The terror came on subtle and simple. Compared to the special effect driven video sequences, I’m sure that it was the cheapest, easiest feature to implement in the game. I didn’t even know for sure what was happening or indeed that anything was happening at all. It was a flickering in the corner of my eye, a movement at the top right of the screen. It made me nervous, but I had my mind on other things (plot things, things I don’t remember at all now). As my disquiet grew, the weirdness couldn’t be ignored. I stopped everything else and just stared at that corner of the screen. I felt self-conscious about it because it might have been nothing at all, just a trick of the afternoon light or a defect in my old monitor. And then it flashed for less than a second, a single word. Maybe it was two. Memory fails me because there would be more of them, but it was something along the lines of “Murder.” It really, actually scared me.

The game had built up to this moment well with my character’s psychological state already seriously in question. Something bad was going on, but I didn’t know what it was. Then, in that moment, that flash of a single word, the game changed my reality. My brain had accepted the game’s computer interface as an analog experience to my own desktop. It was expecting creepy e-mails and weird images in response to mouse clicks. It wasn’t ready for the supposedly stable elements of my user interface to start urging me towards homicide. Ahh, how I treasure that moment.

Now you can have it too, except I’ve ruined it for you. I did put that spoiler warning up top (although I might’ve undersold it). I’m torn about buying A Puzzle of Flesh again. I think that it’s great that it is available, but I’m pretty sure that playing it now would ruin those memories. We’ll see, but if anyone out there does play it now for the first time, I’d love to know if it holds up even a little bit. Anyone else have some outstanding scary moments from video games?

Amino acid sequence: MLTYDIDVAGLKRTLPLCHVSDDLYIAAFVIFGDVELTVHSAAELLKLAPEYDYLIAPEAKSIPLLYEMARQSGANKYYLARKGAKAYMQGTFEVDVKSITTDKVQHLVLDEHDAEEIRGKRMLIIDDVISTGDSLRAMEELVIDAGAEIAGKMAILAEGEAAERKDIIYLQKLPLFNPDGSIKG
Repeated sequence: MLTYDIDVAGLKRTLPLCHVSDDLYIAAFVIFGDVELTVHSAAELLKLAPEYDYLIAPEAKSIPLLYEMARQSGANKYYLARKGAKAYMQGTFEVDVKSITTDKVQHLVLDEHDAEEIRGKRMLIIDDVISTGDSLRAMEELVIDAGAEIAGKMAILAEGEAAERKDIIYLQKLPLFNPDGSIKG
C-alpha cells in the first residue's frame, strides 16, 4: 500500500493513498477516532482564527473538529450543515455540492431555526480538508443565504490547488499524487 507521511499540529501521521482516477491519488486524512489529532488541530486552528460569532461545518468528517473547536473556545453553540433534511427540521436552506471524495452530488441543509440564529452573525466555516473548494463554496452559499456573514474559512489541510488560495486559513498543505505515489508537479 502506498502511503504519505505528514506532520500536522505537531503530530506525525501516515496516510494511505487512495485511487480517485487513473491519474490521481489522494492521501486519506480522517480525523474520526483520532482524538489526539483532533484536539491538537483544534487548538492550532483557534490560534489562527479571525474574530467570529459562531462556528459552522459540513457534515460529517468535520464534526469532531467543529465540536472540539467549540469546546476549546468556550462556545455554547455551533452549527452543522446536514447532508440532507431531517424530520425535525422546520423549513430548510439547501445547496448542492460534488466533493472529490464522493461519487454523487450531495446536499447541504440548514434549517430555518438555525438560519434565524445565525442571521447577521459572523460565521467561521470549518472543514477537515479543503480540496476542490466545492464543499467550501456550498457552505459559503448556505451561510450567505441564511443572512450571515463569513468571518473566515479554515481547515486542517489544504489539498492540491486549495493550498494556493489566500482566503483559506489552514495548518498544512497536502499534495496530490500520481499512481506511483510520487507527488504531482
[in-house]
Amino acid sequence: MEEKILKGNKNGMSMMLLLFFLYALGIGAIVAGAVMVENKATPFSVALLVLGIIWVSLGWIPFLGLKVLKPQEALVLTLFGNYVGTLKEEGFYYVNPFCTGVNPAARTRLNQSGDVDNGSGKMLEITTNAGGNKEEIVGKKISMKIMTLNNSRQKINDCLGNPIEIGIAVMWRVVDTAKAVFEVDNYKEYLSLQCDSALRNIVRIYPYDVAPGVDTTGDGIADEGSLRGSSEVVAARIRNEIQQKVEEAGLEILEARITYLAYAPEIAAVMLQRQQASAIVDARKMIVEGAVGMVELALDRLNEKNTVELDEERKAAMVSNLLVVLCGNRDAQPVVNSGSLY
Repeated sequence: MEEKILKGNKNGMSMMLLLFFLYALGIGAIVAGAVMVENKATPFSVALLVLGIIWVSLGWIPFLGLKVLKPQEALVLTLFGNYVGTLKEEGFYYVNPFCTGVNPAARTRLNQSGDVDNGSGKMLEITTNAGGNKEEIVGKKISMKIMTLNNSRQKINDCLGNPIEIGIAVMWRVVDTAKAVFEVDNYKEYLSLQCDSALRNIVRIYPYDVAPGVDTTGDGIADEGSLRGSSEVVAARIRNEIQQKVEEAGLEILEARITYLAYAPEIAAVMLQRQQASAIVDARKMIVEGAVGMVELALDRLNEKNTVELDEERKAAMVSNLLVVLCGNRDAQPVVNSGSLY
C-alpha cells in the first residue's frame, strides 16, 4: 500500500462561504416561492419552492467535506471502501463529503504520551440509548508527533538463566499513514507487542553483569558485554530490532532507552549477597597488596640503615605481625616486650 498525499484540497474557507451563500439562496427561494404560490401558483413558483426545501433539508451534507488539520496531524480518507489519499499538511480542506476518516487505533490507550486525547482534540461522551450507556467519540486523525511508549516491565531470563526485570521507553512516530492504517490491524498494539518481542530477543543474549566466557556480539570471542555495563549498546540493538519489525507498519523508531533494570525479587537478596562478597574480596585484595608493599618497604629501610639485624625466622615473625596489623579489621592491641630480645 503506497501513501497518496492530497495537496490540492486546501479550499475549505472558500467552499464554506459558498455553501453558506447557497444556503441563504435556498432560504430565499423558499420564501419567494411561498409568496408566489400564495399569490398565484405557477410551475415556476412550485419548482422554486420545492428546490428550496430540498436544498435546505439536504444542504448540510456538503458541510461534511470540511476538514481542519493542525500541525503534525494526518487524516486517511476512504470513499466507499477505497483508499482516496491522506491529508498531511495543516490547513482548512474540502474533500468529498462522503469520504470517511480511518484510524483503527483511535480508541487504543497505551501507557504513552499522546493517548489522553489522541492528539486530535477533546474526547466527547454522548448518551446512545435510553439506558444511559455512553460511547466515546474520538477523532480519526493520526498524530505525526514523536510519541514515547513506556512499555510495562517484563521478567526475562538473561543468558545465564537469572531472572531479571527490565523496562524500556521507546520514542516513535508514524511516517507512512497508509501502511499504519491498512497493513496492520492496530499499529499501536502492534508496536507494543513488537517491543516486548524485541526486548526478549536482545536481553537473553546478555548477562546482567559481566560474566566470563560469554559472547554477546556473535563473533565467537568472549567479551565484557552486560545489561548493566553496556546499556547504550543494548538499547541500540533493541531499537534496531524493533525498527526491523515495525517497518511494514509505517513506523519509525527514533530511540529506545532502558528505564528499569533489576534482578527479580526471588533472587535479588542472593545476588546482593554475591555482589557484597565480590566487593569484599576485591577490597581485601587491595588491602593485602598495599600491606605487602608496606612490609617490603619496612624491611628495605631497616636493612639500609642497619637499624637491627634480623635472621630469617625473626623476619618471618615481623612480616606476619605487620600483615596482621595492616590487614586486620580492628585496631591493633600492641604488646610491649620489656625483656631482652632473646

by Rodger Jacobs

3 Mar 2010

Editor’s note: Check out Part One of this article.

Canyon Pointe
The Canyon Pointe Summerlin Center is a confluence of NYSE-traded big-name box stores nestled on a modest patch of acreage adjoining the Red Rock Casino and Resort in a quiet corner of the northwest Las Vegas city limits.

Canyon Pointe straddles the invisible border between the rugged mountains and arid desert of Southern Nevada and the brick, mortar, and steel footprints of human civilization; just walk a few blocks west on Charleston Boulevard and you’re at the cusp of the Red Rock Canyon National Recreation Area, a favored spot for mountain hiking and bicycling.

Ten years ago, the land that Canyon Pointe occupies was home to scrub brush and sand, ancient rock, coyotes, bobcats, quail, and geese. Today the lot, part of a 25,000 acre parcel of land purchased by eccentric billionaire Howard Hughes in the 1950s, boasts a Best Buy consumer electronics store, a Bed, Bath and Beyond for ergonomic pillows and scented soaps, an Office Depot, and a Marshall’s discount department store, offering a vast array of product from Adidas sportswear and men’s button-down dress shirts to imported tins of sardines and rich bratwurst mustard from Munich.

The anchor of the privately-owned Canyon Pointe Center, smack dab in the middle of all of those other branded box stores and within strolling distance of a Burger King and a Chevron gas station and car wash, is store number 0534 in the Borders Books, Music, and Café chain.